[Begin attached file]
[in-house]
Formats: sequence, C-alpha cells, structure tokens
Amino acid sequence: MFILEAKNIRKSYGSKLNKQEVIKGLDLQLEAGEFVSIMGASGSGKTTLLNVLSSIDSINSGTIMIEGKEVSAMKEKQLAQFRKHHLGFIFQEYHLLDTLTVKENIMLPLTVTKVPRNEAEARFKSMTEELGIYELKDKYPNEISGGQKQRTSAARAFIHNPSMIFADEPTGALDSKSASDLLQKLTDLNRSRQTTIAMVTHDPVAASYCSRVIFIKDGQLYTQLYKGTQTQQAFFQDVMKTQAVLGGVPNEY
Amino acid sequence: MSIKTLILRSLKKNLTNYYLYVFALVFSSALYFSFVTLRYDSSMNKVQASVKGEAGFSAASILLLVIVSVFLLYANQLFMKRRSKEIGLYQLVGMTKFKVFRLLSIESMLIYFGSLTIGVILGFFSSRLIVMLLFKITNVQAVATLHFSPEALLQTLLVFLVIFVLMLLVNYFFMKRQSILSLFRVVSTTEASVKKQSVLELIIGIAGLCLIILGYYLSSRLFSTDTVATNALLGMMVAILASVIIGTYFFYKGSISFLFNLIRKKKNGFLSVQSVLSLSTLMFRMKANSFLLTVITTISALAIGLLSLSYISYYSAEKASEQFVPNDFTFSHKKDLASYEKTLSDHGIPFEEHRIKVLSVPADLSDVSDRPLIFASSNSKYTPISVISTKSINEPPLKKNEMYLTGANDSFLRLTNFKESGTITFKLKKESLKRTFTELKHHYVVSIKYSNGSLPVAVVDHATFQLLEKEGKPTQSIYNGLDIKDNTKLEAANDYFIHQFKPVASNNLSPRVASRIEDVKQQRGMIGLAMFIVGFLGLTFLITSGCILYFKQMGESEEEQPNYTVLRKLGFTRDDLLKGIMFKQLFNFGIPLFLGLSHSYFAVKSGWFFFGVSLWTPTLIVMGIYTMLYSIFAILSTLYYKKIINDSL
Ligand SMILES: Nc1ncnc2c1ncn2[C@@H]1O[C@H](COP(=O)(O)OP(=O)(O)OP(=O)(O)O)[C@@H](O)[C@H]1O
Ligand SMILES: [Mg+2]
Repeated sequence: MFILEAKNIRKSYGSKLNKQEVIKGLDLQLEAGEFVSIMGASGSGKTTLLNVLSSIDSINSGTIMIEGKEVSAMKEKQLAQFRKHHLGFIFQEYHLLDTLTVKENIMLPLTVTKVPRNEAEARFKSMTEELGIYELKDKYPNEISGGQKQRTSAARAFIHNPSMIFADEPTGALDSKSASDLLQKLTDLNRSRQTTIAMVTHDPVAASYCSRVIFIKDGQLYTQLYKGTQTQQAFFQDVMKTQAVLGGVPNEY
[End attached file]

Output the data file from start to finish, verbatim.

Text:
[in-house]
Formats: sequence, C-alpha cells, structure tokens
Amino acid sequence: MFILEAKNIRKSYGSKLNKQEVIKGLDLQLEAGEFVSIMGASGSGKTTLLNVLSSIDSINSGTIMIEGKEVSAMKEKQLAQFRKHHLGFIFQEYHLLDTLTVKENIMLPLTVTKVPRNEAEARFKSMTEELGIYELKDKYPNEISGGQKQRTSAARAFIHNPSMIFADEPTGALDSKSASDLLQKLTDLNRSRQTTIAMVTHDPVAASYCSRVIFIKDGQLYTQLYKGTQTQQAFFQDVMKTQAVLGGVPNEY
Amino acid sequence: MSIKTLILRSLKKNLTNYYLYVFALVFSSALYFSFVTLRYDSSMNKVQASVKGEAGFSAASILLLVIVSVFLLYANQLFMKRRSKEIGLYQLVGMTKFKVFRLLSIESMLIYFGSLTIGVILGFFSSRLIVMLLFKITNVQAVATLHFSPEALLQTLLVFLVIFVLMLLVNYFFMKRQSILSLFRVVSTTEASVKKQSVLELIIGIAGLCLIILGYYLSSRLFSTDTVATNALLGMMVAILASVIIGTYFFYKGSISFLFNLIRKKKNGFLSVQSVLSLSTLMFRMKANSFLLTVITTISALAIGLLSLSYISYYSAEKASEQFVPNDFTFSHKKDLASYEKTLSDHGIPFEEHRIKVLSVPADLSDVSDRPLIFASSNSKYTPISVISTKSINEPPLKKNEMYLTGANDSFLRLTNFKESGTITFKLKKESLKRTFTELKHHYVVSIKYSNGSLPVAVVDHATFQLLEKEGKPTQSIYNGLDIKDNTKLEAANDYFIHQFKPVASNNLSPRVASRIEDVKQQRGMIGLAMFIVGFLGLTFLITSGCILYFKQMGESEEEQPNYTVLRKLGFTRDDLLKGIMFKQLFNFGIPLFLGLSHSYFAVKSGWFFFGVSLWTPTLIVMGIYTMLYSIFAILSTLYYKKIINDSL
Ligand SMILES: Nc1ncnc2c1ncn2[C@@H]1O[C@H](COP(=O)(O)OP(=O)(O)OP(=O)(O)O)[C@@H](O)[C@H]1O
Ligand SMILES: [Mg+2]
Repeated sequence: MFILEAKNIRKSYGSKLNKQEVIKGLDLQLEAGEFVSIMGASGSGKTTLLNVLSSIDSINSGTIMIEGKEVSAMKEKQLAQFRKHHLGFIFQEYHLLDTLTVKENIMLPLTVTKVPRNEAEARFKSMTEELGIYELKDKYPNEISGGQKQRTSAARAFIHNPSMIFADEPTGALDSKSASDLLQKLTDLNRSRQTTIAMVTHDPVAASYCSRVIFIKDGQLYTQLYKGTQTQQAFFQDVMKTQAVLGGVPNEY